In order to be worth his salt, a Game Designer has to be able to demonstrate that his input on the project is going to result in a sufficiently better product to compensate for whatever sacrifices the team must make to include him - and by sacrifices, I don't just mean money. Creative input tends to be important to everyone on the team, doubly so if they are doing it on an unpaid basis. For that reason alone, no Game Designer can afford to be some kind of creatively monopolistic Ideas Guy - rather, he takes creative input from the entire team, fills in any gaps with his own ideas and collates it into something coherent and fun.
Fun is the key of course - that's the where the value of the Game Designer ultimately comes from. Not from his ability to write colossal design bibles that nobody reads. Not even in his ability to have Cool New ideas for Awesome New Features. The skill of the Game Designer is in his ability to identify gameplay issues, fix or even cut features that don't work, add features that do work, and create gameplay that is engaging for the target audience.
Ultimately, as I think several people in this thread have already said, indie Game Designers are respected - once they have proven themselves. But then we're back in the same sort of chicken and egg situation that wannabe Game Designers face everywhere - you can't prove yourself unless someone will take you on, and no-one will take you on until you've proven yourself.
As a game designer, how do I get my foot in the door then? The view within a lot of indie teams seems to be that you must be able to contribute within some other role. But then there are others saying things (even within this thread) which negate this way of thinking;"Everyone can be a designer, not everyone can be a programmer."
- This is a fallacy. Everyone can have an idea, but not everyone can be a designer. This comes down to the difference between an "Ideas Guy" and a "Designer" again. I think it's safe to say that everyone involved in the production of games has their own idea for a game. That doesn't mean they have a workable design for a game, or even the ability to turn their idea in to one. Having "an idea for a game where you build and run a city" doesn't mean you could design SimCity or CitiesXL."Programmers have spent years learning to program, designers haven't."
- This may be true. But not always. It is probable that a lot of designers have not spent years "learning to be a game designer" that doesn't mean they have not spent years learning to be a game designer. Programming, modelling, artwork, are all more discrete tasks so they're easier to define - "I have been programming for 10 years" - a game designer is as creative a role as a game artist, you do not wake up one day, decide to be a game designer, and have the prerequisite skillset. You have to be a writer, a salesman, a businessman, and a lot of other ill-defined things to be a successful game designer, and just like everything else (unless you're some sort of genius) you have to spend time learning to do all of these."Game designing is not a fulltime job"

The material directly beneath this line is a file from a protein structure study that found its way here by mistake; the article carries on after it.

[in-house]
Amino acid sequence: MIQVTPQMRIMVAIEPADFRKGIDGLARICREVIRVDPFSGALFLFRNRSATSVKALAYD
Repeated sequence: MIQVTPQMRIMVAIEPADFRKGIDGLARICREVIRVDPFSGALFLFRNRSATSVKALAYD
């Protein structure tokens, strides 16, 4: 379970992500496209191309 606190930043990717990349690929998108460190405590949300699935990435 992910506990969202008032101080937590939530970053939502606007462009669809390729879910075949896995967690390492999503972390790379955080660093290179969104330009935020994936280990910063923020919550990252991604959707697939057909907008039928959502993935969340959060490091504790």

- True or false. Depends on your circumstances. In an indie team, I would say that it is less true than in a AAA studio. A game design team will spend months on the design fulltime, before handing it off to be built, with some corrective processes here and there. People in this thread have been saying that if I want to be a game designer for an indie team, I should turn up with no idea at all, and work on the team's idea. This means a lot of iterations and rework (unless you can prevent production from starting for a few months while the design is worked on). This isn't a part-time job. If you have a designer that can turn up and hand you a document and you think he's getting off easy and working part time, then you should be happy because a lot of time has gone in to that document that you are apparently unaware of.
You're welcome to do differently in your own projects, and you can disagree till you're blue in the face, but in the real world that's just the way things are -- and if you take some time to research professional design you'll find hundreds upon hundreds of supporting examples, such as the one I linked above where Quake changed from a fantasy RPG to a sci-fi FPS during development.
So, taking the quake example. If I, as a designer, had written up my GDD, handed it to the development team and left it at that (since I, as a designer, am really unecessary) you would have created a mediocre RPG rather than the one where I stayed on through all the reiterations and redesigns, and created quake.
A GDD is only a starting point. There are hundreds of examples sure where a design has been vastly different from the final product, but I'm sure you'll find thousands of examples where the Game design has not been. Within these you'll see trends whereupon a bad design document makes a bad game, a good design document makes a good game.
A good game takes good design. Whether this happens before or during production. Whether this is done by one "game designer" or the collaborative team, you still need good design. Working with a good game designer who can dedicate most (if not all) their time to the game design can make the production a lot easier, and make a better game, but (for indie teams) it is a lot harder to prove your worth as just a designer.